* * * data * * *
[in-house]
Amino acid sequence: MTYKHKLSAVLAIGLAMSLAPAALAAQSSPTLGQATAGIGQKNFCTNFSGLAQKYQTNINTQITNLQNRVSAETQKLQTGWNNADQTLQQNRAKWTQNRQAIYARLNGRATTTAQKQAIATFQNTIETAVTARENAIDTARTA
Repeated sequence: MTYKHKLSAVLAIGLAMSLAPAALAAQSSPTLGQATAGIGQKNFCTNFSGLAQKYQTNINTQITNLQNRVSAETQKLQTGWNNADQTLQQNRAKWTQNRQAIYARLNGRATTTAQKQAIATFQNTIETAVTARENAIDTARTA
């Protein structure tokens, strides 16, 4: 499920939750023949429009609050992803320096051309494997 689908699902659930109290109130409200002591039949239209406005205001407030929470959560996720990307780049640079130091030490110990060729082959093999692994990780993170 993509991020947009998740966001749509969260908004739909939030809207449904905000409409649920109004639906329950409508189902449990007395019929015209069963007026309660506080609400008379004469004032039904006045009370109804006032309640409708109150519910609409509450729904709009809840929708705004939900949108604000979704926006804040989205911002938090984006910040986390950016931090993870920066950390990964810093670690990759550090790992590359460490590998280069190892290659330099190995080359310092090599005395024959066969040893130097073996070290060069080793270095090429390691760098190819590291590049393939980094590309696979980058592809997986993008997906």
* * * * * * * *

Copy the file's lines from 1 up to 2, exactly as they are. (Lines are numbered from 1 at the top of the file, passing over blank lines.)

[in-house]
Amino acid sequence: MTYKHKLSAVLAIGLAMSLAPAALAAQSSPTLGQATAGIGQKNFCTNFSGLAQKYQTNINTQITNLQNRVSAETQKLQTGWNNADQTLQQNRAKWTQNRQAIYARLNGRATTTAQKQAIATFQNTIETAVTARENAIDTARTA